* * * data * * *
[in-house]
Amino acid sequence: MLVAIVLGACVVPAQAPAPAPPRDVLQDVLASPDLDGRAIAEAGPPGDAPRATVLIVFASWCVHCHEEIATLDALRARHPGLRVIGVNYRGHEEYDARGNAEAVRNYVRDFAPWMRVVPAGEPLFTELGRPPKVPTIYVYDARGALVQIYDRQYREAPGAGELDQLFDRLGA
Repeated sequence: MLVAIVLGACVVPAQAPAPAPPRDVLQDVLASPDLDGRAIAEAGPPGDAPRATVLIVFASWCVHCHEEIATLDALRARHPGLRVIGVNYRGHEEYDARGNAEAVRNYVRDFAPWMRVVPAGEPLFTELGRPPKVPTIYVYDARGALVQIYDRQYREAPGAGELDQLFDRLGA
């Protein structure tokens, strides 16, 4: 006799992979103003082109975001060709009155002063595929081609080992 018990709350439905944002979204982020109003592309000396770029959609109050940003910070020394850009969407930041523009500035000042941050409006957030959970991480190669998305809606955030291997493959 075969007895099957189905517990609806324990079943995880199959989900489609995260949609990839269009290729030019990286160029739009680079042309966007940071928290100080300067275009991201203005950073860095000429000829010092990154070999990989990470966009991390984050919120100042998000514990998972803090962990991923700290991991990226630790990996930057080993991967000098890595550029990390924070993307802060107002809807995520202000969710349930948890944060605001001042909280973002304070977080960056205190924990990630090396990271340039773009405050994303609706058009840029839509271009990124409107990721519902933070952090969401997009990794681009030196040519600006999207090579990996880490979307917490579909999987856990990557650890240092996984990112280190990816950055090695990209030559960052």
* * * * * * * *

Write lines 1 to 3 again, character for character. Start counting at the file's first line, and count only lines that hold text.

[in-house]
Amino acid sequence: MLVAIVLGACVVPAQAPAPAPPRDVLQDVLASPDLDGRAIAEAGPPGDAPRATVLIVFASWCVHCHEEIATLDALRARHPGLRVIGVNYRGHEEYDARGNAEAVRNYVRDFAPWMRVVPAGEPLFTELGRPPKVPTIYVYDARGALVQIYDRQYREAPGAGELDQLFDRLGA
Repeated sequence: MLVAIVLGACVVPAQAPAPAPPRDVLQDVLASPDLDGRAIAEAGPPGDAPRATVLIVFASWCVHCHEEIATLDALRARHPGLRVIGVNYRGHEEYDARGNAEAVRNYVRDFAPWMRVVPAGEPLFTELGRPPKVPTIYVYDARGALVQIYDRQYREAPGAGELDQLFDRLGA